Reading the full books is also a great idea! Wherever You Go There You Are is a pretty easy read and a fantastic introduction to mindfulness meditation, geared towards a western audience–not too “weird.” I like his book Coming to Our Senses even better, but fair warning–it’s a biiiiig book.

 

MEDITATION FOR SKEPTICAL DOWN-TO-EARTH PEOPLE WHO FEEL LIKE IT’S TOO WEIRD AND ARE LIKE A LITTLE BIT INTERESTED IN IT BUT ALSO WOULD FEEL SUPER AWKWARD MEDITATING AND WOULD DEFINITELY NEVER LET THEMSELVES BE CAUGHT TRYING THAT WEIRD BUDDHIST MUMBO JUMBO

If meditation just sounds way too sketch for you–too weird, too silly, too spiritual, or just–yeah–totally weird. . . . don’t worry, you’re not alone. A lot of people find their interest piqued but are either too weirded out or too self-conscious to try it.

If that’s you, check out the podcast 10% Happier with Dan Harris. The name of his corresponding App says it all: “10% Happier: Meditation for Fidgety Skeptics.”

This is an oddly specific suggestion, but if you’ve ever heard the comedian John Mulaney (or if you haven’t), Harris’s conversation with Mulaney is a really good example of how meditation works in the lives of really normal people for whom meditation doesn’t come naturally. If you’re having a hard time picturing this weird mindfulness thing as a regular part of your life, give this one a listen. You can also browse his podcast for other names you recognize. I think hearing how meditation has worked for others can help make it more accessible.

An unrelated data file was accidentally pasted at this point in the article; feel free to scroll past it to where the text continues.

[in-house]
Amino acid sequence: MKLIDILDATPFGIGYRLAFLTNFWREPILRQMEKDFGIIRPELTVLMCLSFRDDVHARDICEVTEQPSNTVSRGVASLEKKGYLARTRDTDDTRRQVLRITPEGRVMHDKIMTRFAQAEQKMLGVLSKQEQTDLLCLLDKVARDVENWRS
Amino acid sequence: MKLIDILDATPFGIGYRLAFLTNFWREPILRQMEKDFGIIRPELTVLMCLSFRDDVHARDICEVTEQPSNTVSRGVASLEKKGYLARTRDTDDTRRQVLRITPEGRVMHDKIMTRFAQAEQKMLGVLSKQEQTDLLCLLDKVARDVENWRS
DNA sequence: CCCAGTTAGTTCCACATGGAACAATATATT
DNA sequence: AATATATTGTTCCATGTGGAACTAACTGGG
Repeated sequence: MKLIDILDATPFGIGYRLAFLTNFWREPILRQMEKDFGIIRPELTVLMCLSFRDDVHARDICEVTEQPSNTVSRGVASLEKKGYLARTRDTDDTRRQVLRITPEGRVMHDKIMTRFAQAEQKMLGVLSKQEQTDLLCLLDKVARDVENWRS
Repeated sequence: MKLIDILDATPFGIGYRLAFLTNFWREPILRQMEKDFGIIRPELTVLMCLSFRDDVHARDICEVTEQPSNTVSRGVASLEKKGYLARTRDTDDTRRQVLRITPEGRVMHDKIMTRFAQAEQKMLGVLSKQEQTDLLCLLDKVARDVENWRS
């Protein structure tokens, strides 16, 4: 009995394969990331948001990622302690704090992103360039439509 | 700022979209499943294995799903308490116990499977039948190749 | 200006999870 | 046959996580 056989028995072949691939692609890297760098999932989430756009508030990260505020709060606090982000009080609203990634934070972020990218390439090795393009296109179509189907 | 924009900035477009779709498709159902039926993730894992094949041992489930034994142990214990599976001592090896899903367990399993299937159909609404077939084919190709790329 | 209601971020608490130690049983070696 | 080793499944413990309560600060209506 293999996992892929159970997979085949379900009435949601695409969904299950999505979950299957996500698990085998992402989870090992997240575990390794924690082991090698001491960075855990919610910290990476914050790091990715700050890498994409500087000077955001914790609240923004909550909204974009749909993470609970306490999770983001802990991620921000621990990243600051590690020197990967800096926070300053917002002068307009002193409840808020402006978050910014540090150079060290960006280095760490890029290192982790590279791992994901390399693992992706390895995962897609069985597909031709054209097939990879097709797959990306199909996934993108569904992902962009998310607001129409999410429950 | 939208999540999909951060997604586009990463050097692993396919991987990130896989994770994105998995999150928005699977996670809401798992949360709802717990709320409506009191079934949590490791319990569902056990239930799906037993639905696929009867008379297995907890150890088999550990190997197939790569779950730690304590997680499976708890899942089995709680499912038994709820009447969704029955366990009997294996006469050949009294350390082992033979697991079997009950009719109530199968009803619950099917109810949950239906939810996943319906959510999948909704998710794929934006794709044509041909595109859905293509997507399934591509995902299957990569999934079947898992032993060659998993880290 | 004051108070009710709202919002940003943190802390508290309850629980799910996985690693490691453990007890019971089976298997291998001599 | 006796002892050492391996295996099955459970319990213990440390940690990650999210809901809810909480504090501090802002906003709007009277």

Another great episode to start with is his interview of Jon Kabat-Zinn, who also leads a short meditation demo.

 

A FEW TIPS TO HELP ALONG THE WAY

Don’t check whether it’s working.

Don’t try too long at first. Short and frequent is the best start.

Don’t get too caught up with finding just the right thing to listen to, or just the right place and time to meditate. Imperfect and unexciting meditation is meditation.

Don’t be afraid to listen to the same guided meditation again and again. Find what works for you.

You’ll get worse at it after you get better. Some days you’ll be antsy and bored and skeptical. Other days you’ll feel like a badass yogi. It’s all okay.

You WON’T be “good” at it, and that’s okay!

 

If you give it a shot and would like some more ideas, let me know! And I’d love to hear your meditation story, too!

Jon Kabat-Zinn - surf the waves

8 Strategies for When You’re WAY TOO BUSY

Do you remember the busiest month of your life? A time where you over-committed yourself for a few weeks? Maybe it was a project at work, too many classes in school, a bunch of events–or a mixture of everything. A time when you felt like every day you just woke up, immediately hit the gas pedal, and didn’t slow down till you fell into bed at the end of the day. How did that time of intense busyness make you feel? What state did it leave you in? Stressed? Exhausted? Crabby? Anxious? Lonely? Burnt out?

All of my life’s experience has left me with this big piece of advice to give: DON’T commit to an insanely busy schedule. Being overworked and overly exhausted messes with you in a lot of ways. BUT–SOMETIMES we agree to cram our schedule full for a while anyway. Sometimes there’s an opportunity to grow or to contribute or to do something you love, and it’s too good to pass up, so you take the leap and book your schedule absolutely full for a week, or two, or three, or maybe for a month.